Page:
Motivated by his dream of opening his own distillery to make high quality spirits and honor his family’s history, Richard Chapman opened Bogue Sound Distillery at the age of 66. Bogue Sound Distillery currently makes award-winning vodka, gin, whiskey and two flavored spirits, salted caramel and peanut butter whiskey, in their facility in Bogue, a small residential and farming community nestled along the Intercoastal Waterway. Chapman’s spirits are not only rich in flavor but also in history; each is named in tribute to Chapman’s family, showcasing his passion for sharing and celebrating his deep ties to his family and to distilling (Richard hails from a long line of distillers and learned the art of distilling as a child). There is a small museum in the tasting room showcasing how stills and spirits were made in the late 1700s and early 1800s, along with a restored 1923 Ford Model-T pickup and displays featuring local family history, too.

Cocktail from Bogue Sound Distillery on the Crystal Coast

Beach Bite: Visitors to Bogue Sound Distillery can enjoy a tasting, tour and a touch of history during their visit. The distillery is open Tuesday through Saturday with tours and tastings available throughout the day, as well as a full-service bar with signature cocktails specially crafted with Bogue Sound Distillery spirits.

HUNGRY TOWN TOURS

Owners David and Betsy Cartier got the inspiration for the name behind their culinary and history tour business from a 1713 plat of Beaufort, North Carolina. At the bottom of the plat the words “Plan of Hungry Town,” were crossed out and replaced with “Plan of Beaufort Towne,” suggesting that at one point Beaufort may have been casually called Hungry Town. While the townspeople in 1713 weren’t hungry for food but rather hungry for buyers or new settlers to help it grow, the name was a natural tie-in for the Cartiers with Beaufort’s history and culinary offerings.

Hungry Town Tours offers 16 different walking, biking, culinary and history tours including the Beaufort Culinary Bike Tour, Food By Foot Culinary Walking Tour, Bike, Brunch and Bubbles, Sunday Brunch Walkabout, Historic Beaufort Walking Tour, Hidden Beaufort Tour and A Ride to Remember inspired by Nicholas Sparks (an American novelist who wrote two books, A Walk to Remember and The Choiceset in Beaufort). Hungry Town Tours partners with a variety of local restaurants that offer fresh, local products to support the community’s local fishermen and farmers, and the restaurant partners vary by the day of the week and season. Culinary tours are built around a three-course progressive menu to include appetizers, entrees and dessert.

Beach Bite: Take a tour! Tours are offered daily and the complete schedule, as well as culinary partners, are listed on Hungry Town Tours’ website.

OLDE BEAUFORT FARMERS MARKET

On Saturday mornings April through November, you can stroll through the Beaufort courthouse grounds, shopping local from a variety of  Carteret County farmers, fishermen, bakers, artists and craftspeople at the Olde Beaufort Farmers Market. The market usually has about 40 vendors, a food truck and live music, and is a great way to buy fresh delicious food, support local businesses and artisans and connect with the greater Beaufort community.

Beach Bite: The market runs weekly, rain or shine, at 300 Courthouse Square from the second weekend in April through the third weekend in November from 9am to 1pm. The market season ends with an Olde Fashioned Holiday Market in the evenings in December.

LOCAL RESTAURANTS AND BREWERIES

Whether you’re looking for waterfront options to give you a front row seat to beautiful, bold sunsets, an area sea specialty that comes blackened, seared, fried or sautéed, or a cold beer after a day of of adventures in the sun, sand and surf, The Crystal Coast is home to more than 100 locally owned restaurants and breweries that are sure to satisfy whatever you’re craving.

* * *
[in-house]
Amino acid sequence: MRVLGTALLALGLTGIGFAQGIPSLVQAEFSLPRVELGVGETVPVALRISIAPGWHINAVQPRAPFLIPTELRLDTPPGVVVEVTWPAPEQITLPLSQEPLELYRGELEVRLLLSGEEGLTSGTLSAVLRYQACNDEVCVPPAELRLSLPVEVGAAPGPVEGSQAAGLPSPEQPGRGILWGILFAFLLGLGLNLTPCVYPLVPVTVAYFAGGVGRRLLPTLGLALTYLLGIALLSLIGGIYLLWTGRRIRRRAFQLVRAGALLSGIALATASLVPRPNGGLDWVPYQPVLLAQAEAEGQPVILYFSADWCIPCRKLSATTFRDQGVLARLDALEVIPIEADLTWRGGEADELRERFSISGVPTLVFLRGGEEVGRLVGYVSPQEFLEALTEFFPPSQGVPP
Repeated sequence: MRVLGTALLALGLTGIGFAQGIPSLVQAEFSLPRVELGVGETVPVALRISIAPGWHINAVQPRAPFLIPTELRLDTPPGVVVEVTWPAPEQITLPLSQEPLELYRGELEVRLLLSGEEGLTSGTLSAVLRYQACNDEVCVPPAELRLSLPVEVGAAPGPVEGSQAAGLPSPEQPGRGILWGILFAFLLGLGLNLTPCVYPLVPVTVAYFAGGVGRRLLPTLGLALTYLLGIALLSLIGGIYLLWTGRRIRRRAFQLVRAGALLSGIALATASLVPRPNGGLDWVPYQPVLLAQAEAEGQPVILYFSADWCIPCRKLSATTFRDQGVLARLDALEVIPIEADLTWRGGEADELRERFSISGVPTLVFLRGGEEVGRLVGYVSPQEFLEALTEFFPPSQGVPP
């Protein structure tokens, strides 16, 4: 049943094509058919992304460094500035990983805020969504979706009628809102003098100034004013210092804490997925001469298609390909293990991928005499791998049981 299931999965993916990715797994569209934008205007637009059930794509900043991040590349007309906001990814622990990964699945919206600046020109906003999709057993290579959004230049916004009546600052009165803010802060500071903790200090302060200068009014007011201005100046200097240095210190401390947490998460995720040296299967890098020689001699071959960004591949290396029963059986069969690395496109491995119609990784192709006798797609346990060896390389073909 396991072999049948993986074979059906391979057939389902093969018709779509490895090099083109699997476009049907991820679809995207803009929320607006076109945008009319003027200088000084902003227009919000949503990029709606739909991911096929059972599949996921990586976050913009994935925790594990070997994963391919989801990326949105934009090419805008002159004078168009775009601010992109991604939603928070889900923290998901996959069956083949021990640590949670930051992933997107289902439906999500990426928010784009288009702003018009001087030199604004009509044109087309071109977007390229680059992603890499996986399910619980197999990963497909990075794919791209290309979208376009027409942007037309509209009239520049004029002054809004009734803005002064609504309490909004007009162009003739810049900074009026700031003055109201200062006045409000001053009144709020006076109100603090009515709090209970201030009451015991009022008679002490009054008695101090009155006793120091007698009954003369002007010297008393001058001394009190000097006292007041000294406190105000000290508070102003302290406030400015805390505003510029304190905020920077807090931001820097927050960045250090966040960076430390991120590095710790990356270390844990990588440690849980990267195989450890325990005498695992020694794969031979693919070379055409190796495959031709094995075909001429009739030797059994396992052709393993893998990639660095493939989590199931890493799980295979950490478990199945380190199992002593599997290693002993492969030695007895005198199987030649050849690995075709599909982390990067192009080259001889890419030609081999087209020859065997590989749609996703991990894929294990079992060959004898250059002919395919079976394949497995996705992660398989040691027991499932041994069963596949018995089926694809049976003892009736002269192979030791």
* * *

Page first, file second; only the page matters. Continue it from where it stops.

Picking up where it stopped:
Beach Bite: Find the right Crystal Coast restaurant for your next meal out in the Crystal Coast’s restaurant directory. Here’s a small sampling of some of the restaurants and breweries we enjoyed during our visit to the Crystal Coast and would recommend you visit on your next trip:

  • 34 Degrees North Restaurant, Beaufort: Locally inspired, waterfront dining with ingredients from local farms and fishermen.
  • Amos Mosquito’s, Atlantic Beach: A knock-knock joke was the inspiration behind this dockside-to-dish, swamp-themed, family-friendly seafood restaurant.

View of the bogs from Amos Mosquitoes on the Crystal Coast, NC

Amos Mosquitoes Crab Dip

  • Bahia Beach House and Surf Bar, Atlantic Beach: Serving sustainable aqua and agriculture from North Carolina inspired by Baja and Mediterranean cuisine, this laid back beach house restaurant (Bahia is the Brazilian word for ocean or bay) has made its home in a restored cedar plank home in Atlantic Beach. 

A ceviche dish from Bahia on the Crystal Coast, NC 

Cocktails from Bahia on the Crystal Coast

  • Beaufort Grocery Company, Beaufort: A cozy, comfortable neighborhood bistro serving low-key lunches and more elegant, sophisticated dinners.

Outdoor dining on the Beaufort Grocery Co. patio

 Pecan pie from the Beaufort Grocery Co.

  • Black Sheep, Beaufort: A casual, dockside restaurant with a great view of the water and delicious brick oven pizzas.
  • Carbisea, Emerald Isle: Steaks and fresh fish with a fine dining flair.

Oysters from Caribsea on the Crystal Coast, NC

  • Crystal Coast Brewing Company, Atlantic Beach: A family-owned and operated craft brewery named after the area’s clear waters and sparkling beaches.

Assorted cans of beer from Crystal Coast Brewing Company

  • Mill Whistle Brewing, Beaufort: Carteret County’s first nano-brewery, Mill Whistle is located on the site of an old Safrit mill.

Pint of beer from Mill Whistle Brewing

  • Moonrakers, Beaufort: Named after the rectangle sail flown at the uppermost height of a three-mast 17th-century ship, Moonrakers serves coastal cuisine with a side of beautiful views from their rooftop dining space.

Ships at the Beaufort Waterfront

Cocktail from Moonraker's Painkiller on the Crystal Coast, NC

  • The Shark Shack, Atlantic Beach: Fried seafood and fish sandwiches served out of a casual, beach-themed take-out window surrounded by outdoor picnic tables.

Dipping Shark Shack shrimp into sauce

Beach at Fort Macon